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"Here to the houseless child of want My door is open still;

And though my portion is but scant, I give it with good will.

"Then turn to-night, and freely share
Whate'er my cell bestows;
My rushy couch and frugal fare,
My blessing and repose.

"No flocks, that range the valley free, To slaughter I condemn;

Taught by that Power that pities me, I learn to pity them.

"But from the mountain's grassy side A guiltless feast I bring;

A scrip with herbs and fruits supply'd, And water from the spring.

"Then, Pilgrim, turn, thy cares forego; All earth-born cares are wrong:

Man wants but little here below,
Nor wants that little long."

Soft as the dew from heav'n descends, His gentle accents fell;

The modest stranger lowly bends,

And follows to the cell.

Far in a wilderness obscure

The lonely mansion lay,

A refuge to the neighbouring poor, And strangers led astray.

No stores beneath its humble thatch

Requir'd a master's care;
The wicket, opening with a latch,
Receiv'd the harmless pair.

And now, when busy crowds retire
To take their evening rest,
The Hermit trimm'd his little fire,
And cheer'd his pensive guest;

And spread his vegetable store,
And gaily prest, and smil'd,
And, skill'd in legendary lore,
The ling'ring hours beguil❜d.

Around in sympathetic mirth
Its tricks the kitten tries;
The cricket chirrups in the hearth,
The crackling faggot flies.

But nothing could a charm impart

To sooth the stranger's woe; For grief was heavy at his heart,

And tears began to flow.

His rising cares the Hermit spy'd,

With answering care opprest;

"And whence, unhappy youth," he cry'd, "The sorrows of thy breast?

"From better habitations spurn'd,
Reluctant dost thou rove;

Or grieve for friendship unreturn'd,
Or unregarded love?

"Alas! the joys that fortune brings
Are trifling, and decay,

And those who prize the paltry things,
More trifling still than they.

"And what is friendship but a name,
A charm that lulls to sleep;

A shade that follows wealth or fame,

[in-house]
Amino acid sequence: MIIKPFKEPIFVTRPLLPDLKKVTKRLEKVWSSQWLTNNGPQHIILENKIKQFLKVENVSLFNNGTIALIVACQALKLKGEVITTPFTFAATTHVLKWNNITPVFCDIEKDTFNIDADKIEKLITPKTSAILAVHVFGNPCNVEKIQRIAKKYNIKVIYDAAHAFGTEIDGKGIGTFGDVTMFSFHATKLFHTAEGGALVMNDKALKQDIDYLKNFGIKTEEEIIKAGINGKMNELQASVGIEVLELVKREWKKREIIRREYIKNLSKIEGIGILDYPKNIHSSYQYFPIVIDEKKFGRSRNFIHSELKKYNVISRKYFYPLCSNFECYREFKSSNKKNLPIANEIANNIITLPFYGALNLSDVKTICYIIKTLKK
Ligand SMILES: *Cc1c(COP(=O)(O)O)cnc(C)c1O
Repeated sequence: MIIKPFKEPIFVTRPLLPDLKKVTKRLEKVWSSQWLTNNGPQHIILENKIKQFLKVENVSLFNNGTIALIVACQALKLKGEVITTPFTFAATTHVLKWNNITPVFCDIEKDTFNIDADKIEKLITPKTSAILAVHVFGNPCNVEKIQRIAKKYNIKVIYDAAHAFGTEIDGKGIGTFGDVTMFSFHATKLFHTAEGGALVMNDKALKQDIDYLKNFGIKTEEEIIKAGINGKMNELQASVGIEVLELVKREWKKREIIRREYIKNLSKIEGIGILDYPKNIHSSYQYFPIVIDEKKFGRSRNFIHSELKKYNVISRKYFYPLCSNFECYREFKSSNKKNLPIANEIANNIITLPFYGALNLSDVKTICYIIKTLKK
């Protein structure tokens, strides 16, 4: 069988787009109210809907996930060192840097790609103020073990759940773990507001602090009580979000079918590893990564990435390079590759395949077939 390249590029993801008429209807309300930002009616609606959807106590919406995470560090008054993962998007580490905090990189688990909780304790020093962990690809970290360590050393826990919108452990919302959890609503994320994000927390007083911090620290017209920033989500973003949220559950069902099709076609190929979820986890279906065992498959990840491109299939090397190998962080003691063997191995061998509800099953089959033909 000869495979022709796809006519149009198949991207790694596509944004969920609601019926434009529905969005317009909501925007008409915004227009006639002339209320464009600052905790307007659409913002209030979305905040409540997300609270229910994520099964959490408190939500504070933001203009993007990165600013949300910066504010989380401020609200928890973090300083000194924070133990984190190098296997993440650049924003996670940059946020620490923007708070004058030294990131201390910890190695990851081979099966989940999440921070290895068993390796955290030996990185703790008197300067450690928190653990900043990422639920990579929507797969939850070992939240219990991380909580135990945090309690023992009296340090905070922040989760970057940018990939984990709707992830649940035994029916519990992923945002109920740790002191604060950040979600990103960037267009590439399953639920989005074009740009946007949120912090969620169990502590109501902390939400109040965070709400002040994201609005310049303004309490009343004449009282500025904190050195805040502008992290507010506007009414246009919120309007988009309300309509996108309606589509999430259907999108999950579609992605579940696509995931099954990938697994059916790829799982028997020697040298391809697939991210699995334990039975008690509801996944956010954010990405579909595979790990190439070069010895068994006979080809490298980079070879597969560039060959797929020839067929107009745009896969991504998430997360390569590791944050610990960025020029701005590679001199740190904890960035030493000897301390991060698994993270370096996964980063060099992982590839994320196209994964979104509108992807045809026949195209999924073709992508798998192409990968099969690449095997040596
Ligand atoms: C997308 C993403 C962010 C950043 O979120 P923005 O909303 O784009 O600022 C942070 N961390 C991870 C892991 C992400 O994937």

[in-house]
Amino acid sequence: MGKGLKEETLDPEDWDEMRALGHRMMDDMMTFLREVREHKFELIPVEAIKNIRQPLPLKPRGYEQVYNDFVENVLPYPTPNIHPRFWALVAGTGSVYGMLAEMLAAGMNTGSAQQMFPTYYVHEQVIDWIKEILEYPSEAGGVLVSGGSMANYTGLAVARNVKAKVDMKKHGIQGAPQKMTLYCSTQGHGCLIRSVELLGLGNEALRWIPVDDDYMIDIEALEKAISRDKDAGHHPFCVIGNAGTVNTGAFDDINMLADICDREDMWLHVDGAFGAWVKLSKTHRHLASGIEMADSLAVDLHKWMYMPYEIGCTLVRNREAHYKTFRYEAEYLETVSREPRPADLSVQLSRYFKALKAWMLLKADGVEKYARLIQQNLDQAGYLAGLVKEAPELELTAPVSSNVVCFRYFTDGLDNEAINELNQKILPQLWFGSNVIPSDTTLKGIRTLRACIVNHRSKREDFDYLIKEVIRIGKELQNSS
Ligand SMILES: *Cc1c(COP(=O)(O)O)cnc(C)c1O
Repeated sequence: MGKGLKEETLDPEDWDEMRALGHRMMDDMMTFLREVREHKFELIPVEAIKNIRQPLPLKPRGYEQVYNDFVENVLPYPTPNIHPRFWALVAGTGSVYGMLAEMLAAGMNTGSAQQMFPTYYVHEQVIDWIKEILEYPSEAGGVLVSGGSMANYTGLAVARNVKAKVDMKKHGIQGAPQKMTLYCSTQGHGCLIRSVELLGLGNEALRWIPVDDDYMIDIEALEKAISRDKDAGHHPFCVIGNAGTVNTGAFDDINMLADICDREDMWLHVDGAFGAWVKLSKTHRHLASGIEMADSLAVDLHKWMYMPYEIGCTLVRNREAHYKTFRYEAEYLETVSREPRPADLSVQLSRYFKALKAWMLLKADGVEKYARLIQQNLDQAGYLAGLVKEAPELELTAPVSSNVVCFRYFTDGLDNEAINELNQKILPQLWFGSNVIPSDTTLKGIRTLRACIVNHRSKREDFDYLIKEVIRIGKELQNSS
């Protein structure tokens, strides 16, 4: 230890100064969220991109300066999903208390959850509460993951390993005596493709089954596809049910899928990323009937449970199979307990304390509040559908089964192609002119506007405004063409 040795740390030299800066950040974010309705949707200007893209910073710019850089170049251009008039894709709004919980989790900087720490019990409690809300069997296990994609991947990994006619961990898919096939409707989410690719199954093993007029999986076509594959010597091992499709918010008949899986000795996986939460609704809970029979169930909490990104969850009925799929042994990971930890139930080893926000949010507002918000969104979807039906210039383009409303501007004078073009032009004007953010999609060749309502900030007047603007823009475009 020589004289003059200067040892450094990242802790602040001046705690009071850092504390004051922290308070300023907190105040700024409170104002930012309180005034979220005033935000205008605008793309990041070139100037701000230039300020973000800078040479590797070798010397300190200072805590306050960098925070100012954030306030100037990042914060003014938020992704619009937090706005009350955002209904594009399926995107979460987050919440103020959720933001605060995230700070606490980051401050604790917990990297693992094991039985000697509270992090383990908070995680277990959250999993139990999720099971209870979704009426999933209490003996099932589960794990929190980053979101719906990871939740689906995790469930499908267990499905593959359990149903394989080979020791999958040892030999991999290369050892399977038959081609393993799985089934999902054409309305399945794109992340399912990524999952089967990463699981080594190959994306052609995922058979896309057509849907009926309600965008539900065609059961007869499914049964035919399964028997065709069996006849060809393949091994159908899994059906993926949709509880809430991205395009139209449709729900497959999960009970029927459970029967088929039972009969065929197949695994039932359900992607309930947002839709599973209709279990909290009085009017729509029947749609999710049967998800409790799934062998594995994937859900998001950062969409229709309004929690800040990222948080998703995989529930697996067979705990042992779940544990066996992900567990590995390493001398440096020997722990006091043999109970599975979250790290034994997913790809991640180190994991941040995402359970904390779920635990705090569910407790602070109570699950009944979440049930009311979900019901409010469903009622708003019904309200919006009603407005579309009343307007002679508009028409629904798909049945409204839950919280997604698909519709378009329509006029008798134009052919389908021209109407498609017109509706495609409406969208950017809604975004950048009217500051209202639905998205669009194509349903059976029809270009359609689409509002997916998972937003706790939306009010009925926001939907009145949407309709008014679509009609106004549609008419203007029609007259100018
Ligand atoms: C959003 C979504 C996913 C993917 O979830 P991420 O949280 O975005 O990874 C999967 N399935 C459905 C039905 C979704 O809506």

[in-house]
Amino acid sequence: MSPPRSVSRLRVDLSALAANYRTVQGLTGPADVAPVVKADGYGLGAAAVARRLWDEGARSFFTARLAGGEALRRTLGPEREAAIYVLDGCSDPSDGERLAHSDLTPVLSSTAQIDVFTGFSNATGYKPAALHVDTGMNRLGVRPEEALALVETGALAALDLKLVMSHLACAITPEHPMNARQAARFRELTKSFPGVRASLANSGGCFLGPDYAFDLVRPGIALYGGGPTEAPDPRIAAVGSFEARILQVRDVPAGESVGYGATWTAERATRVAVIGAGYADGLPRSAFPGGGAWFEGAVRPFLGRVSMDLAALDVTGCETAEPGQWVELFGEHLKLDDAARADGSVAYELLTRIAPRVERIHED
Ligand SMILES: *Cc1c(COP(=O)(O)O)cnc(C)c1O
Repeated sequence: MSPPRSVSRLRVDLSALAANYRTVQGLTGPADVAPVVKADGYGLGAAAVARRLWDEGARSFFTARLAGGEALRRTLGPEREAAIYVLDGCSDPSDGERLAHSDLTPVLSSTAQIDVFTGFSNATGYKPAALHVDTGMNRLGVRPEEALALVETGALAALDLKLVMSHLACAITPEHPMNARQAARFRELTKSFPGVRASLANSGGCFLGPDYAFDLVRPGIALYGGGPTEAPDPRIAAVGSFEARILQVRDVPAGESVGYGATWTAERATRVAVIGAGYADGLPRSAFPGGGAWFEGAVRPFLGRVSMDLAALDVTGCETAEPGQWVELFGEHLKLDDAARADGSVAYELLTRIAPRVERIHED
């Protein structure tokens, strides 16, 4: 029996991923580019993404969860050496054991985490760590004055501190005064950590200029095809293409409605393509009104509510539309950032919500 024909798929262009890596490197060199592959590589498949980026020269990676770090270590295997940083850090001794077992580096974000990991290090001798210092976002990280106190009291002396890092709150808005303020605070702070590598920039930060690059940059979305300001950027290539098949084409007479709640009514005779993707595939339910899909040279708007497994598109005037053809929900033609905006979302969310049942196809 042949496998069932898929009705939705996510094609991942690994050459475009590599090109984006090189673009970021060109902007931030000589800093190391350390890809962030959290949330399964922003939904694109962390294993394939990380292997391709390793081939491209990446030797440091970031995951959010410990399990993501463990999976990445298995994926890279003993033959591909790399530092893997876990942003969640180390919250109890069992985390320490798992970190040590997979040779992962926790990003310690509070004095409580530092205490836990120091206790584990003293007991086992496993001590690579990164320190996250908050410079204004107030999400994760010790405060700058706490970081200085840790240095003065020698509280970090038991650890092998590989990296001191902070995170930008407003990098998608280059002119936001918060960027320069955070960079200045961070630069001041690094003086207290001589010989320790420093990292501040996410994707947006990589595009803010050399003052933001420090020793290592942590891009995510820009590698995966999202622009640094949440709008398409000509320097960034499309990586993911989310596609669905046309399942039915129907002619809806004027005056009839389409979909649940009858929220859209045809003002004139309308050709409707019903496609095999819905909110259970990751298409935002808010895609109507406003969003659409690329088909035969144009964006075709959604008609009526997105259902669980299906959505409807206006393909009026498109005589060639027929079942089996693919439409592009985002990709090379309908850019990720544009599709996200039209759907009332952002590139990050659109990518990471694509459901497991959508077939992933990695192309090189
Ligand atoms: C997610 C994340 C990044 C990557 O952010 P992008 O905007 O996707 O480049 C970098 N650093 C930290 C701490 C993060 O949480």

And leaves the wretch to weep?

"And love is still an emptier sound,
The modern fair-one's jest,
On earth unseen, or only found

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To warm the turtle's nest.

For shame, fond youth, thy sorrows hush,

And spurn the sex," he said:

But while he spoke, a rising blush,

His love-lorn guest betray'd.

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Surpris'd he sees new beauties rise
Swift mantling to the view,
Like colours o'er the morning skies,
As bright, as transient too.

The bashful look, the rising breast,
Alternate spread alarms,
The lovely stranger stands confest
A maid in all her charms.

And, ah! forgive a stranger rude,
A wretch forlorn," she cry'd,
"Whose feet unhallow'd thus intrude
Where heaven and you reside.

"But let a maid thy pity share, Whom love has taught to stray; Who seeks for rest, but finds despair Companion of her way.

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My father liv'd beside the Tyne,

A wealthy lord was he;

And all his wealth was mark'd as mine, He had but only me:

"To win me from his tender arms,

Unnumber'd suitors came;

Who prais'd me for imputed charms, And felt, or feign'd, a flame.

"Each hour a mercenary crowd

With richest proffers strove; Among the rest young Edwin bow'd, But never talk'd of love.

"In humblest, simplest habit clad,
No wealth nor power had he;
Wisdom and worth were all he had,
But these were all to me.

"The blossom opening to the day,
The dews of heaven refin'd,
Could nought of purity display
To emulate his mind.

"The dew, the blossoms of the tree,

With charms inconstant shine;

Their charms were his; but, woe to me, Their constancy was mine.

"For still I try'd each fickle art,

Importunate and vain;

And, while his passion touch'd my heart, I triumph'd in his pain:

"Till quite dejected with my scorn,

He left me to my pride;

And sought a solitude forlorn,

In secret where he died.

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